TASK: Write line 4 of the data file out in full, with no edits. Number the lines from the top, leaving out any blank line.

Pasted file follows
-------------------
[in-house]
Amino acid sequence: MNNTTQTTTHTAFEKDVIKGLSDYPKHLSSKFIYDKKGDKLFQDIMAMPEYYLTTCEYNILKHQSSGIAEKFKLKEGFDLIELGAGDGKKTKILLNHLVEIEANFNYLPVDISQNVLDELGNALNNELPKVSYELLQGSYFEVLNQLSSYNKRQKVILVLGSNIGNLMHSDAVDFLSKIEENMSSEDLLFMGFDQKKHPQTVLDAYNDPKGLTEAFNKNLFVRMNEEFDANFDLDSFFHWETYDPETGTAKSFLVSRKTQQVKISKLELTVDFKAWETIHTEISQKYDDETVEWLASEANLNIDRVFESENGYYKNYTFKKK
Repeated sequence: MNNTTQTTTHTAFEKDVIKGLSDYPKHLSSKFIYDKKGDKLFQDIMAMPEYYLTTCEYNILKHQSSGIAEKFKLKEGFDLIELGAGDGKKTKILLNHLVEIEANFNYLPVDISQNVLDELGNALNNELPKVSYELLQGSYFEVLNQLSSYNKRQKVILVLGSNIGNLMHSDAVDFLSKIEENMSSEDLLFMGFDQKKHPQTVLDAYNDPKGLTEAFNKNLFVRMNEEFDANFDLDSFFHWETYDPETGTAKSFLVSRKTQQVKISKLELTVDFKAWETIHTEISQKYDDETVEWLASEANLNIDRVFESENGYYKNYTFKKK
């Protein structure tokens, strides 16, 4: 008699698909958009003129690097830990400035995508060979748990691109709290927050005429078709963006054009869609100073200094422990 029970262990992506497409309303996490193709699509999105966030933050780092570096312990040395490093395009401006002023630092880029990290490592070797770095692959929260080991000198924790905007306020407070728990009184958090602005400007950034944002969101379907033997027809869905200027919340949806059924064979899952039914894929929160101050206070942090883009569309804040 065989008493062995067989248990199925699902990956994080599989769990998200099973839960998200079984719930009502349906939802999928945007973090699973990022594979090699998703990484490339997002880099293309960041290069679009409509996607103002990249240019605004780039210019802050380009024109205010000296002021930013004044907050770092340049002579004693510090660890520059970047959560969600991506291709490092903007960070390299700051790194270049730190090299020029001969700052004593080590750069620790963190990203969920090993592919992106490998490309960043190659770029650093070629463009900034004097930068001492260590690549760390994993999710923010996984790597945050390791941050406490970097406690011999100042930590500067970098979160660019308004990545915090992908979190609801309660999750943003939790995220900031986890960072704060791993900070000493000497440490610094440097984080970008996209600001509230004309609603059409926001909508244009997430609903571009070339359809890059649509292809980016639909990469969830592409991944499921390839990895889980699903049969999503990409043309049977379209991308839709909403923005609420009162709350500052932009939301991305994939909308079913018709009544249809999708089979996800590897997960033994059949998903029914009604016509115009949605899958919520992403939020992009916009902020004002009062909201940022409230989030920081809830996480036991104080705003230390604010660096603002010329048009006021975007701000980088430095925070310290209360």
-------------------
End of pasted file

């Protein structure tokens, strides 16, 4: 008699698909958009003129690097830990400035995508060979748990691109709290927050005429078709963006054009869609100073200094422990 029970262990992506497409309303996490193709699509999105966030933050780092570096312990040395490093395009401006002023630092880029990290490592070797770095692959929260080991000198924790905007306020407070728990009184958090602005400007950034944002969101379907033997027809869905200027919340949806059924064979899952039914894929929160101050206070942090883009569309804040 065989008493062995067989248990199925699902990956994080599989769990998200099973839960998200079984719930009502349906939802999928945007973090699973990022594979090699998703990484490339997002880099293309960041290069679009409509996607103002990249240019605004780039210019802050380009024109205010000296002021930013004044907050770092340049002579004693510090660890520059970047959560969600991506291709490092903007960070390299700051790194270049730190090299020029001969700052004593080590750069620790963190990203969920090993592919992106490998490309960043190659770029650093070629463009900034004097930068001492260590690549760390994993999710923010996984790597945050390791941050406490970097406690011999100042930590500067970098979160660019308004990545915090992908979190609801309660999750943003939790995220900031986890960072704060791993900070000493000497440490610094440097984080970008996209600001509230004309609603059409926001909508244009997430609903571009070339359809890059649509292809980016639909990469969830592409991944499921390839990895889980699903049969999503990409043309049977379209991308839709909403923005609420009162709350500052932009939301991305994939909308079913018709009544249809999708089979996800590897997960033994059949998903029914009604016509115009949605899958919520992403939020992009916009902020004002009062909201940022409230989030920081809830996480036991104080705003230390604010660096603002010329048009006021975007701000980088430095925070310290209360």